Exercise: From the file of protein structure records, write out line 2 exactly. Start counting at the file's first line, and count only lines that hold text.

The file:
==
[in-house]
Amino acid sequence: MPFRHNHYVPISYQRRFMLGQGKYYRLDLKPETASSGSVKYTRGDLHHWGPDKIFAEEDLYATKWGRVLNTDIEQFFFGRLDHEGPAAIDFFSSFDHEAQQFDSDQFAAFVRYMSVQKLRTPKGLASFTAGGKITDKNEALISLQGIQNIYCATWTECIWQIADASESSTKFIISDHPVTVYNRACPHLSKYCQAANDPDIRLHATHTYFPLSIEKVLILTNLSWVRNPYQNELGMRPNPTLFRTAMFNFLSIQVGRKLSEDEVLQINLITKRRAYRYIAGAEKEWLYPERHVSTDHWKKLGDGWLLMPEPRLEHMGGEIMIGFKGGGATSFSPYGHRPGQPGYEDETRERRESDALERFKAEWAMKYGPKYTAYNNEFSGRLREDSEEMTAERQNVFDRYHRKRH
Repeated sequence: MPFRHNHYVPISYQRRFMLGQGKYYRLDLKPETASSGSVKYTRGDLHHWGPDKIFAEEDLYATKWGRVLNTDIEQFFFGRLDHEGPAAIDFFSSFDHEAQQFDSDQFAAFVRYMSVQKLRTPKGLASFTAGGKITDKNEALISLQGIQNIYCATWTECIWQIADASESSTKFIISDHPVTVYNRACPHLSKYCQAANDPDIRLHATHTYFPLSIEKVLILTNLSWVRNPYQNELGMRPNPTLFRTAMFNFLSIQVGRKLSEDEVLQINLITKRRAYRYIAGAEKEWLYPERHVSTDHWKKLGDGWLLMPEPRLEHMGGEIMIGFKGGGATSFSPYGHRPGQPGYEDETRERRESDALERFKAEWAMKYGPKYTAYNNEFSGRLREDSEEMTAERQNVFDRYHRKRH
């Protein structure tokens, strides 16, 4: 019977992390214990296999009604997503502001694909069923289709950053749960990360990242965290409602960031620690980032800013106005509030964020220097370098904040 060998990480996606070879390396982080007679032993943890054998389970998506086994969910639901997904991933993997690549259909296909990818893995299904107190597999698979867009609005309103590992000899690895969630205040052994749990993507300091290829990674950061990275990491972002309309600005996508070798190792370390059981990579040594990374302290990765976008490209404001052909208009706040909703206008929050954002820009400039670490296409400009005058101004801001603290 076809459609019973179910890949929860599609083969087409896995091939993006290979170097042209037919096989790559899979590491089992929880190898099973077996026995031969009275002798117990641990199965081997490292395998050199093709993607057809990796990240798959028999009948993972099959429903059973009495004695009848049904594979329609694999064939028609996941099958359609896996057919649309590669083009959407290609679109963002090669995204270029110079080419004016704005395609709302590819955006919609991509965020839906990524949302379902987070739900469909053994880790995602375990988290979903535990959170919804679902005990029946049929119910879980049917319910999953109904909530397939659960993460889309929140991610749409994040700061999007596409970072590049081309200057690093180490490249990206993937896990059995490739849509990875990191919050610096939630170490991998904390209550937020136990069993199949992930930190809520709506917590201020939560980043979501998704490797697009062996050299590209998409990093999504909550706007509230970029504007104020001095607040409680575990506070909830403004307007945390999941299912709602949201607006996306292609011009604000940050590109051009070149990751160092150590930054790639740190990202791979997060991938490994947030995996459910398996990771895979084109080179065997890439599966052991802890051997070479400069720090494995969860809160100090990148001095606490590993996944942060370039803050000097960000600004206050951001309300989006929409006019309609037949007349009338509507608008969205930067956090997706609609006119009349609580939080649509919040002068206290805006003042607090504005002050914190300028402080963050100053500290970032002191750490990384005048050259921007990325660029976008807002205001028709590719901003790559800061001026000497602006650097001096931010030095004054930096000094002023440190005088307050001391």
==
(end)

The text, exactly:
Amino acid sequence: MPFRHNHYVPISYQRRFMLGQGKYYRLDLKPETASSGSVKYTRGDLHHWGPDKIFAEEDLYATKWGRVLNTDIEQFFFGRLDHEGPAAIDFFSSFDHEAQQFDSDQFAAFVRYMSVQKLRTPKGLASFTAGGKITDKNEALISLQGIQNIYCATWTECIWQIADASESSTKFIISDHPVTVYNRACPHLSKYCQAANDPDIRLHATHTYFPLSIEKVLILTNLSWVRNPYQNELGMRPNPTLFRTAMFNFLSIQVGRKLSEDEVLQINLITKRRAYRYIAGAEKEWLYPERHVSTDHWKKLGDGWLLMPEPRLEHMGGEIMIGFKGGGATSFSPYGHRPGQPGYEDETRERRESDALERFKAEWAMKYGPKYTAYNNEFSGRLREDSEEMTAERQNVFDRYHRKRH